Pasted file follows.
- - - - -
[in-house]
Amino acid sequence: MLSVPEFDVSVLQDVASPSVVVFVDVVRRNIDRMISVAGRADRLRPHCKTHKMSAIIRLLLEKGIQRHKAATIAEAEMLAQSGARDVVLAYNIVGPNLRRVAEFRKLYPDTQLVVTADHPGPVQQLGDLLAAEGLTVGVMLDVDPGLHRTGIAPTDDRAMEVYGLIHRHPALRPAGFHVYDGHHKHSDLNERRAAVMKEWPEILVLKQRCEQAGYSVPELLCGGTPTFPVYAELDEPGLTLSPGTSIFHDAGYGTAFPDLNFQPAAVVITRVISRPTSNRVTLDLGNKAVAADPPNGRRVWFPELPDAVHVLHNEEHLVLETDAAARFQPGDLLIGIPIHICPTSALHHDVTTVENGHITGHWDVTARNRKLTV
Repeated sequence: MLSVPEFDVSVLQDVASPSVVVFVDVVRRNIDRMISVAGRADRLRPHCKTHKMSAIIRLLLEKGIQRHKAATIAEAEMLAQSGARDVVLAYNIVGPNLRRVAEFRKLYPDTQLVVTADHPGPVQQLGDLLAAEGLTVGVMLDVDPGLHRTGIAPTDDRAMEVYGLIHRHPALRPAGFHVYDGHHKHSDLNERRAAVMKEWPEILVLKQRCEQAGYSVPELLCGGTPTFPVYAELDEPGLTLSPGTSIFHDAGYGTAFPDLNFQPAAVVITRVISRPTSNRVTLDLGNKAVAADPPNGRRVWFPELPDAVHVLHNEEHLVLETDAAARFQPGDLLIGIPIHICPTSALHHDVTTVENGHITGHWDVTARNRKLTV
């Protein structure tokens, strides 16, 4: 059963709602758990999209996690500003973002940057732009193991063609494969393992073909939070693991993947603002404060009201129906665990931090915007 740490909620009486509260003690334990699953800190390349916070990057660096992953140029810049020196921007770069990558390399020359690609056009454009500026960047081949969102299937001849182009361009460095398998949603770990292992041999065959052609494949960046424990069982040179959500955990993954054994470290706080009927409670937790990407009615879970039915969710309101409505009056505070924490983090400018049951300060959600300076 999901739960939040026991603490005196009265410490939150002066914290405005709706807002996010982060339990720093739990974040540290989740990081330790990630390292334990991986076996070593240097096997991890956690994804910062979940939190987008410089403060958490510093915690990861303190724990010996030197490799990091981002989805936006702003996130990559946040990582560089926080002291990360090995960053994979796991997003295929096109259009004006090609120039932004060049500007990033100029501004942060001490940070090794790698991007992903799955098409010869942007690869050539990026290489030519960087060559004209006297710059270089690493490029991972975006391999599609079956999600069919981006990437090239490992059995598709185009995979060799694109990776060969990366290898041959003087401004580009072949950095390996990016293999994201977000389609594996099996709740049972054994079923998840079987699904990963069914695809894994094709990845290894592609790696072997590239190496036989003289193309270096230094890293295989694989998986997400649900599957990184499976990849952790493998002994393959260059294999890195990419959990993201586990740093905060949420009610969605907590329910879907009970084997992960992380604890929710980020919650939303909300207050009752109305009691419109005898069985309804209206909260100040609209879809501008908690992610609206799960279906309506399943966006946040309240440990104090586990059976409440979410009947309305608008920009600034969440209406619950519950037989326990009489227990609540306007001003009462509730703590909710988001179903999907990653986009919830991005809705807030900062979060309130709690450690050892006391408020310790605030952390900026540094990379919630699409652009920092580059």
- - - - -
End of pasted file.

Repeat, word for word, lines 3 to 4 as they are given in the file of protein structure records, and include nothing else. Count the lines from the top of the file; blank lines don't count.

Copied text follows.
Repeated sequence: MLSVPEFDVSVLQDVASPSVVVFVDVVRRNIDRMISVAGRADRLRPHCKTHKMSAIIRLLLEKGIQRHKAATIAEAEMLAQSGARDVVLAYNIVGPNLRRVAEFRKLYPDTQLVVTADHPGPVQQLGDLLAAEGLTVGVMLDVDPGLHRTGIAPTDDRAMEVYGLIHRHPALRPAGFHVYDGHHKHSDLNERRAAVMKEWPEILVLKQRCEQAGYSVPELLCGGTPTFPVYAELDEPGLTLSPGTSIFHDAGYGTAFPDLNFQPAAVVITRVISRPTSNRVTLDLGNKAVAADPPNGRRVWFPELPDAVHVLHNEEHLVLETDAAARFQPGDLLIGIPIHICPTSALHHDVTTVENGHITGHWDVTARNRKLTV
């Protein structure tokens, strides 16, 4: 059963709602758990999209996690500003973002940057732009193991063609494969393992073909939070693991993947603002404060009201129906665990931090915007 740490909620009486509260003690334990699953800190390349916070990057660096992953140029810049020196921007770069990558390399020359690609056009454009500026960047081949969102299937001849182009361009460095398998949603770990292992041999065959052609494949960046424990069982040179959500955990993954054994470290706080009927409670937790990407009615879970039915969710309101409505009056505070924490983090400018049951300060959600300076 999901739960939040026991603490005196009265410490939150002066914290405005709706807002996010982060339990720093739990974040540290989740990081330790990630390292334990991986076996070593240097096997991890956690994804910062979940939190987008410089403060958490510093915690990861303190724990010996030197490799990091981002989805936006702003996130990559946040990582560089926080002291990360090995960053994979796991997003295929096109259009004006090609120039932004060049500007990033100029501004942060001490940070090794790698991007992903799955098409010869942007690869050539990026290489030519960087060559004209006297710059270089690493490029991972975006391999599609079956999600069919981006990437090239490992059995598709185009995979060799694109990776060969990366290898041959003087401004580009072949950095390996990016293999994201977000389609594996099996709740049972054994079923998840079987699904990963069914695809894994094709990845290894592609790696072997590239190496036989003289193309270096230094890293295989694989998986997400649900599957990184499976990849952790493998002994393959260059294999890195990419959990993201586990740093905060949420009610969605907590329910879907009970084997992960992380604890929710980020919650939303909300207050009752109305009691419109005898069985309804209206909260100040609209879809501008908690992610609206799960279906309506399943966006946040309240440990104090586990059976409440979410009947309305608008920009600034969440209406619950519950037989326990009489227990609540306007001003009462509730703590909710988001179903999907990653986009919830991005809705807030900062979060309130709690450690050892006391408020310790605030952390900026540094990379919630699409652009920092580059």